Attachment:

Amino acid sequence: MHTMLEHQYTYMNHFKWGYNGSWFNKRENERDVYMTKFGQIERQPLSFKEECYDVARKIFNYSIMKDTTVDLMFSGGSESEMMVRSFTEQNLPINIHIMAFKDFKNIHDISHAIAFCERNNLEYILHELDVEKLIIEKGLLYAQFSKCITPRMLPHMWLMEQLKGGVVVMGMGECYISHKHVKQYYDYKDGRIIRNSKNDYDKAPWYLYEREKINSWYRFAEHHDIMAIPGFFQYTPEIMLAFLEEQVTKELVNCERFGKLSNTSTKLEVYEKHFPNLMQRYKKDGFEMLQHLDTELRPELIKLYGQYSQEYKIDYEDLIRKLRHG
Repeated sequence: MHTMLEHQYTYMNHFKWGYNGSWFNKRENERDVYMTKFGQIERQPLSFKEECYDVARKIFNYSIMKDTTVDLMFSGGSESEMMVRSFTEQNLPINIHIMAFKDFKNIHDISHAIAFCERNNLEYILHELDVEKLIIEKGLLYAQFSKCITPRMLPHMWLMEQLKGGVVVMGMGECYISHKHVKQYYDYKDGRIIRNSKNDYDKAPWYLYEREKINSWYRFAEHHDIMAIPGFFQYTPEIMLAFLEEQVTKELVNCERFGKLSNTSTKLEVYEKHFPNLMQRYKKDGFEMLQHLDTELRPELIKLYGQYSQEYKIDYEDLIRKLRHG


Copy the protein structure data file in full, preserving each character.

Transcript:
Amino acid sequence: MHTMLEHQYTYMNHFKWGYNGSWFNKRENERDVYMTKFGQIERQPLSFKEECYDVARKIFNYSIMKDTTVDLMFSGGSESEMMVRSFTEQNLPINIHIMAFKDFKNIHDISHAIAFCERNNLEYILHELDVEKLIIEKGLLYAQFSKCITPRMLPHMWLMEQLKGGVVVMGMGECYISHKHVKQYYDYKDGRIIRNSKNDYDKAPWYLYEREKINSWYRFAEHHDIMAIPGFFQYTPEIMLAFLEEQVTKELVNCERFGKLSNTSTKLEVYEKHFPNLMQRYKKDGFEMLQHLDTELRPELIKLYGQYSQEYKIDYEDLIRKLRHG
Repeated sequence: MHTMLEHQYTYMNHFKWGYNGSWFNKRENERDVYMTKFGQIERQPLSFKEECYDVARKIFNYSIMKDTTVDLMFSGGSESEMMVRSFTEQNLPINIHIMAFKDFKNIHDISHAIAFCERNNLEYILHELDVEKLIIEKGLLYAQFSKCITPRMLPHMWLMEQLKGGVVVMGMGECYISHKHVKQYYDYKDGRIIRNSKNDYDKAPWYLYEREKINSWYRFAEHHDIMAIPGFFQYTPEIMLAFLEEQVTKELVNCERFGKLSNTSTKLEVYEKHFPNLMQRYKKDGFEMLQHLDTELRPELIKLYGQYSQEYKIDYEDLIRKLRHG